Association of the Southeast Asian Nations (ASEAN) countries strengthened their military ties through the 11th ASEAN Military Operations Meeting (AMOM) held virtually for the second time in a row on March 10, Wednesday.
The meeting is regularly held to ensure cooperation among the militaries in the region. This year’s host was Brigadier General Haji Abdul Razak Bin Abdul, the Royal Brunei Armed Forces Joint Force Commander.
AFP Deputy Chief of Staff for Operations Major General Edgardo De Leon represented the Philippines.
Rise of the military
The operations meeting comes at a time when there is rising conflict in Southeast Asia between the civilian population and military-backed governments.
In Thailand, Premier Prayut Chan-O-Cha was a former army chief who seized power through a coup. In 2020, more than 10,000 protesters joined Thailand’s biggest rally in recent history to denounce his leadership.
Last February in Myanmar, military leader Min Aung Hlaing overthrew elected leader Aung San Suu Kyi in a military coup and installed a junta to lead the country. The junta has detained most of the former civilian leaders for alleged fraud in elections. Since then, the different parts of the country has been convulsing with daily protests.
In the Philippines, the administration of President Rodrigo Duterte maintained close ties with military and police forces. Duterte has appointed former military men in key executive positions in the country.
However, one ASEAN member, Singapore criticized the use of military force in quelling street protests in Myanmar. Singapore Foreign Minister Vivian Balakrishnan said on March 5 that it was a “national shame” for the military to use its own weapons against its own people.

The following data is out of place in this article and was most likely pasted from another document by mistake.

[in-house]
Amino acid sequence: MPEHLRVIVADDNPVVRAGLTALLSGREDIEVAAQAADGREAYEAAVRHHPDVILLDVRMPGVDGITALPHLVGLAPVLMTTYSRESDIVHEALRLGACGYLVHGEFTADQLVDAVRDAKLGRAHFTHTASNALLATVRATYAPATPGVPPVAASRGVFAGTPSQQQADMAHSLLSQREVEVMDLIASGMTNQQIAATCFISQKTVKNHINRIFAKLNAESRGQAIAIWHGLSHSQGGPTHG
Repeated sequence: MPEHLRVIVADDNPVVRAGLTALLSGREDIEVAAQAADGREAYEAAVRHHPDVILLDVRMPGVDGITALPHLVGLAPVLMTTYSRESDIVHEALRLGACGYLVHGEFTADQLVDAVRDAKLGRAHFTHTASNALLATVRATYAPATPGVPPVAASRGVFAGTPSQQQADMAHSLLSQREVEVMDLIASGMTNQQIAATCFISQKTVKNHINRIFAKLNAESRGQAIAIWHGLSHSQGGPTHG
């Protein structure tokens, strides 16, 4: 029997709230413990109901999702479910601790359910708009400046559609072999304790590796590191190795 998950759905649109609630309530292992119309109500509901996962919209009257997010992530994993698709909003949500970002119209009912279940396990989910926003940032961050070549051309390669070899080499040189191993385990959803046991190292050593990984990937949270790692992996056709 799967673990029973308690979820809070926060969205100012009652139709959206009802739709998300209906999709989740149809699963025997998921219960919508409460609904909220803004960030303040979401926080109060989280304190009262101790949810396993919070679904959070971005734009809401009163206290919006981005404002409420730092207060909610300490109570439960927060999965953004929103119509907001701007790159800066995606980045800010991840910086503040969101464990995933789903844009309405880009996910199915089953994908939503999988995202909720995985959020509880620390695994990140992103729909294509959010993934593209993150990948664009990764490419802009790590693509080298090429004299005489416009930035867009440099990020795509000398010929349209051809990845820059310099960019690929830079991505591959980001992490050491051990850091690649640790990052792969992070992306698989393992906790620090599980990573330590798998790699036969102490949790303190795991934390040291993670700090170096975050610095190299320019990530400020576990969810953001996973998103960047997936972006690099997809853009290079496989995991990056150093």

Balakrishnan’s statement was the sharpest used so far by an ASEAN country over what was happening in Myanmar. Among the member states, only Singapore, Indonesia, Malaysia, and the Philippines have expressed concern over the hostilities and called for peace resolution.
Social media vs extremists’ propaganda
During the military operations meeting, the country members also came up with a recommendation to create a mechanism that would counter propaganda of extremists that were being shared in various social media platforms.
In the Philippines, through President Rodrigo Duterte’s Executive Order 70, the National Task Force to End Local Communist Armed Conflict (NTF-ELCAC) was created to end the 50-year-old communist rebellion.
One of its key officials, anti-insurgency spokesman Lieutenant General Antonio Parlade uses various social media platforms to disseminate the objectives of the task force, which includes red-tagging activists and dissenters.
ASEAN and its struggle with China
For years, the ASEAN region has been embroiled in different territorial disputes with China. The Philippines, along with Vietnam, Malaysia, Taiwan, Brunei, and Indonesia, is one of the claimants in the South China Sea dispute.
Recently, China passed a naval law that authorized its coast guard to use “all necessary means” to stop or prevent threats from foreign vessels. The law also allowed boarding and inspection of foreign vessels in “waters claimed by China” and to demolish other countries’ structures built on reefs along the disputed territory.
Retired Supreme Court justice Antonio Carpio said the Philippines and other ASEAN nations can go to the United Nations to request to void the China Coast Guard law. – Rappler.com